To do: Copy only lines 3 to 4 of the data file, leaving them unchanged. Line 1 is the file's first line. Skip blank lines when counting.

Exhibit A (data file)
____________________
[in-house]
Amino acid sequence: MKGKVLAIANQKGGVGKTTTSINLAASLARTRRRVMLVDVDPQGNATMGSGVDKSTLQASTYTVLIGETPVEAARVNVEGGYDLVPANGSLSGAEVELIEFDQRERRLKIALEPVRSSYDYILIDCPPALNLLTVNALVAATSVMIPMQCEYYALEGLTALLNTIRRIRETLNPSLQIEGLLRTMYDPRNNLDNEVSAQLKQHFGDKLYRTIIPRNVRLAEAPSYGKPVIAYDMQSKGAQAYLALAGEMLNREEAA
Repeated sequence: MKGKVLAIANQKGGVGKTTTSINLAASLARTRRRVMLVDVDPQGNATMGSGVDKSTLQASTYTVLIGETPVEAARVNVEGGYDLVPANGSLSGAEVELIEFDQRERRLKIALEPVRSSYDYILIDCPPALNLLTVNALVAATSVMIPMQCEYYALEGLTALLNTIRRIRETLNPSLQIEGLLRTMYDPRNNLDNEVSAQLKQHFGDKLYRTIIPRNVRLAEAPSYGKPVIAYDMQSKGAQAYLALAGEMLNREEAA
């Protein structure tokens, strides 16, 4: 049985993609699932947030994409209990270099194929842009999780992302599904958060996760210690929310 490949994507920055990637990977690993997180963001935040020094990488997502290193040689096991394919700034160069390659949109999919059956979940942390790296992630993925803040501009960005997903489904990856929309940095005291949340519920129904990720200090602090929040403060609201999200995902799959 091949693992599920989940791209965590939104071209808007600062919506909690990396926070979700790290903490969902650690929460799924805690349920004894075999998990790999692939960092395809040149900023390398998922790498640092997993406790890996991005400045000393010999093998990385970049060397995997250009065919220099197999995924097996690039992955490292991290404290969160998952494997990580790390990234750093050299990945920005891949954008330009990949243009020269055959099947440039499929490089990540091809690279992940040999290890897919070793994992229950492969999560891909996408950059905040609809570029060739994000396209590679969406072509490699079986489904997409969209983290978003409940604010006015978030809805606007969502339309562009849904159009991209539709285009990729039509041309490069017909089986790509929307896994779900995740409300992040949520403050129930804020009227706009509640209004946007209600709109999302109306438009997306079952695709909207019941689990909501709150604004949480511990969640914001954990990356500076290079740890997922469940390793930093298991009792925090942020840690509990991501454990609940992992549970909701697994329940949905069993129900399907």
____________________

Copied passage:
Repeated sequence: MKGKVLAIANQKGGVGKTTTSINLAASLARTRRRVMLVDVDPQGNATMGSGVDKSTLQASTYTVLIGETPVEAARVNVEGGYDLVPANGSLSGAEVELIEFDQRERRLKIALEPVRSSYDYILIDCPPALNLLTVNALVAATSVMIPMQCEYYALEGLTALLNTIRRIRETLNPSLQIEGLLRTMYDPRNNLDNEVSAQLKQHFGDKLYRTIIPRNVRLAEAPSYGKPVIAYDMQSKGAQAYLALAGEMLNREEAA
């Protein structure tokens, strides 16, 4: 049985993609699932947030994409209990270099194929842009999780992302599904958060996760210690929310 490949994507920055990637990977690993997180963001935040020094990488997502290193040689096991394919700034160069390659949109999919059956979940942390790296992630993925803040501009960005997903489904990856929309940095005291949340519920129904990720200090602090929040403060609201999200995902799959 091949693992599920989940791209965590939104071209808007600062919506909690990396926070979700790290903490969902650690929460799924805690349920004894075999998990790999692939960092395809040149900023390398998922790498640092997993406790890996991005400045000393010999093998990385970049060397995997250009065919220099197999995924097996690039992955490292991290404290969160998952494997990580790390990234750093050299990945920005891949954008330009990949243009020269055959099947440039499929490089990540091809690279992940040999290890897919070793994992229950492969999560891909996408950059905040609809570029060739994000396209590679969406072509490699079986489904997409969209983290978003409940604010006015978030809805606007969502339309562009849904159009991209539709285009990729039509041309490069017909089986790509929307896994779900995740409300992040949520403050129930804020009227706009509640209004946007209600709109999302109306438009997306079952695709909207019941689990909501709150604004949480511990969640914001954990990356500076290079740890997922469940390793930093298991009792925090942020840690509990991501454990609940992992549970909701697994329940949905069993129900399907």